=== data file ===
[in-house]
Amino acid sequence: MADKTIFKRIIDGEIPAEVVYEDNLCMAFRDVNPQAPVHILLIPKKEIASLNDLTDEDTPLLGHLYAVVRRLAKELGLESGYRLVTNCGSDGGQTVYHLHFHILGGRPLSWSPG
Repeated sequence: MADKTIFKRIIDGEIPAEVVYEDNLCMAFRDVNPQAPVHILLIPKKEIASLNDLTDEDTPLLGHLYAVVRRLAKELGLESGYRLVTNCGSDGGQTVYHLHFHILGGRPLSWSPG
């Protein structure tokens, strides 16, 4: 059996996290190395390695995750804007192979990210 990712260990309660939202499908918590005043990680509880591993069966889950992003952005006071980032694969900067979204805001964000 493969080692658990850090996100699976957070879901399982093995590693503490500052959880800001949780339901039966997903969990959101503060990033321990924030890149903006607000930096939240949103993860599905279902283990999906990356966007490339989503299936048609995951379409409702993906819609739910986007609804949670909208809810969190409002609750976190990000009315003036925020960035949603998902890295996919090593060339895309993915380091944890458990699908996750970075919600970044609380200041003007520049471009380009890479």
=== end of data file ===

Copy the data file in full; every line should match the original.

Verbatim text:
[in-house]
Amino acid sequence: MADKTIFKRIIDGEIPAEVVYEDNLCMAFRDVNPQAPVHILLIPKKEIASLNDLTDEDTPLLGHLYAVVRRLAKELGLESGYRLVTNCGSDGGQTVYHLHFHILGGRPLSWSPG
Repeated sequence: MADKTIFKRIIDGEIPAEVVYEDNLCMAFRDVNPQAPVHILLIPKKEIASLNDLTDEDTPLLGHLYAVVRRLAKELGLESGYRLVTNCGSDGGQTVYHLHFHILGGRPLSWSPG
């Protein structure tokens, strides 16, 4: 059996996290190395390695995750804007192979990210 990712260990309660939202499908918590005043990680509880591993069966889950992003952005006071980032694969900067979204805001964000 493969080692658990850090996100699976957070879901399982093995590693503490500052959880800001949780339901039966997903969990959101503060990033321990924030890149903006607000930096939240949103993860599905279902283990999906990356966007490339989503299936048609995951379409409702993906819609739910986007609804949670909208809810969190409002609750976190990000009315003036925020960035949603998902890295996919090593060339895309993915380091944890458990699908996750970075919600970044609380200041003007520049471009380009890479």